Lawyers representing the two guards who have been criminally charged for allegedly failing to check in on disgraced financier Jeffrey Epstein when he killed himself said their clients are victims of a broken system.
Defense lawyers said in court Monday that Tova Noel, 31, and Michael Thomas, 41, are being made scapegoats for a federal prisons system that is fundamentally flawed, according to multiple reports.
“Unfortunately, the decisions that led to the death of Mr. Epstein were not only because of what my client did or did not do,” Montell Figgins, Thomas’ lawyer, said, according to the New York Times.
“Where are the supervisors?” Figgins asked. “Where are the people who make the policy decisions? Why didn’t Mr. Epstein have a cellmate at the time that this happened?”
Jason Foy, Noel’s lawyer, maintained the case is being affected by “outside circumstances that are driving this prosecution.”
The defendants, who have pled not guilty, have been released on bail ahead of a trial that Judge Analisa Torres scheduled for April 20.
Authorities filed a six-count indictment in Manhattan federal court last week that charges Noel and Thomas with one count of conspiracy to defraud the federal government, and five counts of falsifying records.
Epstein was found dead hanging in his Manhattan federal jail cell Aug. 10 while he was awaiting trial on sex trafficking charges.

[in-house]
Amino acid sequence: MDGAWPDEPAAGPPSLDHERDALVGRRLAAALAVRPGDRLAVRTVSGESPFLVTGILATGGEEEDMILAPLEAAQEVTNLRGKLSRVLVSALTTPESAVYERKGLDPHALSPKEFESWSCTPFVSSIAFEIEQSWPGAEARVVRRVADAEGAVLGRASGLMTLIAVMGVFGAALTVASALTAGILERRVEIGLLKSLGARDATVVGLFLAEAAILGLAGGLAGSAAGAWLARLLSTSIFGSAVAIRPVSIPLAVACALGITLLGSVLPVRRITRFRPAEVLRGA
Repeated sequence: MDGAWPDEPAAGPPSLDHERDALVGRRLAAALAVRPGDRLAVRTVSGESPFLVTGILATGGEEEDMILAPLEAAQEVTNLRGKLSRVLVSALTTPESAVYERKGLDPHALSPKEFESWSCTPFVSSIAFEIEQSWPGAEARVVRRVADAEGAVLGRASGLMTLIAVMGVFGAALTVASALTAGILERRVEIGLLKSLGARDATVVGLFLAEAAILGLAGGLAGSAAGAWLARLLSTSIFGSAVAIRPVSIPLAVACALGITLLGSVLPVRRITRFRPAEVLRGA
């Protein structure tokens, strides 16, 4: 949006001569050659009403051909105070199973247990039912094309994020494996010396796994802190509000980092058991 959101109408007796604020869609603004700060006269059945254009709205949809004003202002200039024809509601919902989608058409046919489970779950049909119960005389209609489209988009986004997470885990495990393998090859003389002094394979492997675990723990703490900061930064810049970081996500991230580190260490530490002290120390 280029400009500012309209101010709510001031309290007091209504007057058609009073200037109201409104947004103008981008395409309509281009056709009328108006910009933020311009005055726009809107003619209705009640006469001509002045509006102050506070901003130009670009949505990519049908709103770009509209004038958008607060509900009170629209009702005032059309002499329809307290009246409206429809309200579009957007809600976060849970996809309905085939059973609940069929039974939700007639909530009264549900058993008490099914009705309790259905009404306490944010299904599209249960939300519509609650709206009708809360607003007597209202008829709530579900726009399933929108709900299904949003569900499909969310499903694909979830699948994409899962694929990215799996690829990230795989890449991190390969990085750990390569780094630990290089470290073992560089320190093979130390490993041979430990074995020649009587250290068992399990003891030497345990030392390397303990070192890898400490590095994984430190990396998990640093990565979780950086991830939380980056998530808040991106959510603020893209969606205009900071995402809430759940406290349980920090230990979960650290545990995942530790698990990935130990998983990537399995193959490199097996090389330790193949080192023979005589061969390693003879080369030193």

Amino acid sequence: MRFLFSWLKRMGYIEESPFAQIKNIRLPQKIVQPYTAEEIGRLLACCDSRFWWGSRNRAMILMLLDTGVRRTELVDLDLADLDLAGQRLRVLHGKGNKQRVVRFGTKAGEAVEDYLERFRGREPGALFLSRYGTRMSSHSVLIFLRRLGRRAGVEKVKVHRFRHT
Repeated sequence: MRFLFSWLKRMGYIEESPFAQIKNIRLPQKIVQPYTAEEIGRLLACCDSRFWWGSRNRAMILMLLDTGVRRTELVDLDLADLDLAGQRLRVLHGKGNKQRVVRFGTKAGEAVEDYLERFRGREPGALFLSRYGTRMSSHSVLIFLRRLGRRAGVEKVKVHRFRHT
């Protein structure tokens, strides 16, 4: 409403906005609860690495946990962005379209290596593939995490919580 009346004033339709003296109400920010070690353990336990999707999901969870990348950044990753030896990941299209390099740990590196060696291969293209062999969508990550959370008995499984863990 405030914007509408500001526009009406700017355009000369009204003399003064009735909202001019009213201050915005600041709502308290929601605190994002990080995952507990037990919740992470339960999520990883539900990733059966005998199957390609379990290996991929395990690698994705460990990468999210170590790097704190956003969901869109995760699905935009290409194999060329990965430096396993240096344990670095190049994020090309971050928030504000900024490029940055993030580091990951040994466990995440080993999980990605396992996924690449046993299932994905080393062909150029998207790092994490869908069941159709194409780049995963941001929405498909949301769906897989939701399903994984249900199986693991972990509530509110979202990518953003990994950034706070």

Noel and Thomas “repeatedly failed to conduct mandated checks on inmates, and lied on official forms to hide their dereliction,” U.S. Attorney for the Southern District of New York Geoffrey Berman said in a statement announcing the charges.
The indictment alleges that while the guards “repeatedly signed false certifications attesting to having conducted multiple” checks on inmates that they did not perform, they had in fact “sat at their desk, browsed the internet, and moved around the common area” of the unit where Epstein was being held.
But from 10:30 p.m. Aug. 9 until 6:30 a.m. the following day when Noel and Thomas discovered Epstein’s body, no checks had been done “as a result of the defendants’ conduct,” the court document says.
The guards, who were the only ones assigned to Esptein’s unit, were supposed to check in on him as part of routine rounds that were to be completed every 30 minutes.
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